After his Navy days as the ship’s navigator, Scott’s first civilian job as a maintenance engineer at a chemical plant finally utilized his mechanical engineering background. One evening, after I asked about his day, Scott began sharing a long and complicated story about a problem at the plant and how he developed a solution. In his excitement, he shared very specific details about the processes involved, the tools needed, and the skills incorporated for the successful fix. About halfway through his very lengthy explanation, I remember looking at him and interrupting, “You are the only person in my life who talks like you do.” He truly sounded as if he was using a foreign language, and no matter how hard I tried, I just could not understand what he was saying. But wait? I’m a pretty well-educated person who loves to read and learn and research (I know - what a nerd!), so why couldn’t I understand Scott’s story? Bottomline, I just didn’t know his industry jargon. According to the Google Dictionary, jargon is defined as “special words or expressions that are used by a particular profession or group and are difficult for others to understand.” Doctors, lawyers, teachers, dancers, gardeners … most trades, professionals, and groups use specialized terminology only understood by its members. Texting even has its own jargon. You probably know ROTFL (rolling on the floor laughing) or BTW (by the way), but you may be less familiar with the newer senior text jargon - FWIW (forgot where I was) or ROTFL … CGU (rolling on the floor laughing … can’t get up). I love those!
Acronyms, abbreviations, and specialized vocabulary can make communicating with those outside of the industry or group difficult and confusing. And many times, we assume that those involved in the industry or group already know the jargon. But what happens when you need to communicate with someone who doesn’t understand your vocabulary? Or perhaps you need to mentor a new employee? Or even explain something to someone in a different area of the company or to a community or family member? And with our advancing technology and innovations, how do you “teach” others newly developed jargon? Here are some communication strategies to help explain your industry’s jargon:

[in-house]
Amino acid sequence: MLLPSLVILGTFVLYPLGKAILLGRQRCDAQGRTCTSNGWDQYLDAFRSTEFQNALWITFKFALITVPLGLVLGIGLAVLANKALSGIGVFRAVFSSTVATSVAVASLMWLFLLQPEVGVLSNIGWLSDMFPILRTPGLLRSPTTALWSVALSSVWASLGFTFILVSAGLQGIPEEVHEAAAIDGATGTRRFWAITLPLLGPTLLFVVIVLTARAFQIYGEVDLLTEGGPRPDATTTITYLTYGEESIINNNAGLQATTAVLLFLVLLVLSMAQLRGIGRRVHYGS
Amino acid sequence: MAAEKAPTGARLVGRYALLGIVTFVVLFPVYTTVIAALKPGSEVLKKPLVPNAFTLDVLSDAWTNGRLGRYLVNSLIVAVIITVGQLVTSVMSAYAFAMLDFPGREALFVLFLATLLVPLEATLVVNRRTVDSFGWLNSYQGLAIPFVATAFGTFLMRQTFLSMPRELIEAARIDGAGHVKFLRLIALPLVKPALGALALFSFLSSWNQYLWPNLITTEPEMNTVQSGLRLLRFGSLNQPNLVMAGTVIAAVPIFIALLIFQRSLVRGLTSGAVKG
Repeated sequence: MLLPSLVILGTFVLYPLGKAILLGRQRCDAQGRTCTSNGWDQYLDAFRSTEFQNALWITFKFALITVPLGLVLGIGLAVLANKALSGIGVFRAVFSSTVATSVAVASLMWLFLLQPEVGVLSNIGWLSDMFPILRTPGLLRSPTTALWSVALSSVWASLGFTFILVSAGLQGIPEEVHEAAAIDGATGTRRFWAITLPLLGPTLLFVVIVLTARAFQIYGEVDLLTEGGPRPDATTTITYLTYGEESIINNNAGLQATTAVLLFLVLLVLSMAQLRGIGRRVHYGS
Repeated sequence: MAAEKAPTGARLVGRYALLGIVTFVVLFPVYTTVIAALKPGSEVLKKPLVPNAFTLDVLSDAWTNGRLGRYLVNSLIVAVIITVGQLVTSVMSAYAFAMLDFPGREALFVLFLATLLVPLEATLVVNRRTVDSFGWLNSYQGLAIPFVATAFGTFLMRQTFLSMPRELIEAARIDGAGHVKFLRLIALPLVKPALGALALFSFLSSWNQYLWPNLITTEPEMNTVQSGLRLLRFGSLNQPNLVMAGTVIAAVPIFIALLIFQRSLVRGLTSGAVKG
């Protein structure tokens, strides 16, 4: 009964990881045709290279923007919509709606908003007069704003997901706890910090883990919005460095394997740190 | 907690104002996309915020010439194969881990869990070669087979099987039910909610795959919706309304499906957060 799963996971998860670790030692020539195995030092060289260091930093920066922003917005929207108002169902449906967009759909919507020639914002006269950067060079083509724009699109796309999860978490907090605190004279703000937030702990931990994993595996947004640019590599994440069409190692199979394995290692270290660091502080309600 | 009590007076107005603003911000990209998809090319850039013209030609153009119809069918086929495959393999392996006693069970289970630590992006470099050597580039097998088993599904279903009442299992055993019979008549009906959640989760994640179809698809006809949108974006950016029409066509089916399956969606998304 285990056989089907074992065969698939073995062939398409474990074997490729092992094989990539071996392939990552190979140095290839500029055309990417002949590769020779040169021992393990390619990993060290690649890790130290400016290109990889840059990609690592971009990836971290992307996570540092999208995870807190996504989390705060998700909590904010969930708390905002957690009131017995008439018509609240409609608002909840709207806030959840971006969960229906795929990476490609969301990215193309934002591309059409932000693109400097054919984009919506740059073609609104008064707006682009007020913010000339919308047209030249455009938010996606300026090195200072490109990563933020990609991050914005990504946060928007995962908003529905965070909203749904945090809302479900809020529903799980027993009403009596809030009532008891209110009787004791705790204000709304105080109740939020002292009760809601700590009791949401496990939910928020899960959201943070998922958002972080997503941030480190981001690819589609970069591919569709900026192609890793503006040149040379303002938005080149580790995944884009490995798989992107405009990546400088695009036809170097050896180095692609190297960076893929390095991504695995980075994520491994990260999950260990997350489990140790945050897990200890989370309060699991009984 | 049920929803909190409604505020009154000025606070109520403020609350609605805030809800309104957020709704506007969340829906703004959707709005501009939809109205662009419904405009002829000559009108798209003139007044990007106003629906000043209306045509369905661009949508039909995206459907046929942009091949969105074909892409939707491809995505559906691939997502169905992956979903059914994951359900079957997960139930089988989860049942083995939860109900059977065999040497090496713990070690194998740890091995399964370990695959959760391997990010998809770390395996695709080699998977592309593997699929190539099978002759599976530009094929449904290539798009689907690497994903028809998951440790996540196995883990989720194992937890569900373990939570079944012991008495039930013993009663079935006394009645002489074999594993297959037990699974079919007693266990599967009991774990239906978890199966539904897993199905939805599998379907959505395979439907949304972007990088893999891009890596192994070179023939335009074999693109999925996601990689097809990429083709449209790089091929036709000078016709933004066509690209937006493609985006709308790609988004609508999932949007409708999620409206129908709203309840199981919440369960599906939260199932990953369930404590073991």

1. For new employees, create a company glossary with all acronyms, abbreviations, and specialized words. Make the document available to all employees to insure that there is a company-wide consistency for all of the definitions. Also continually update the glossary as new terms are created or as old ones are modified.
2. When using the jargon to communicate, make it a habit to substitute for the specific word. Find synonyms (words that mean the same thing) or appositives (nouns or noun phrases that can help describe the word) or briefly define the word. For example, a few weeks ago at a wine tasting, the guide said, “Note the finish, the impression of textures and flavors left in the mouth after you swallow the wine.” He easily and seamlessly used and defined a specific wine term “finish” without making us all feel stupid.
3. When you use acronyms, use the words too. Did you realize that base jumping is actually an acronym for the four types of fixtures you can jump from - building, antenna, span, or Earth? And according to a Huffpost article, “Care packages were originally CARE packages; they were sent via the Cooperative for American Remittances to Europe to Americans’ loved ones in Europe as the continent struggled to recover from the ravages of WWII. The organization eventually changed its name to Cooperative for Assistance and Relief Everywhere.”
4. Finally, use a visual representation of any specialized vocabulary. Research shows that we understand pictures better than words, so take a photo of the machinery or use a chart to explain the process.
To be honest, I still don’t always understand when Scott shares about the specifics of his day, but he has learned to use strategies to help me. etc Strategies believes that working to better explain or define industry-specific jargon can help create more successful communication experiences. This is the EOD, so TYVM for reading my blog, and TTYL (next Tuesday!). And BTW, I really HTH!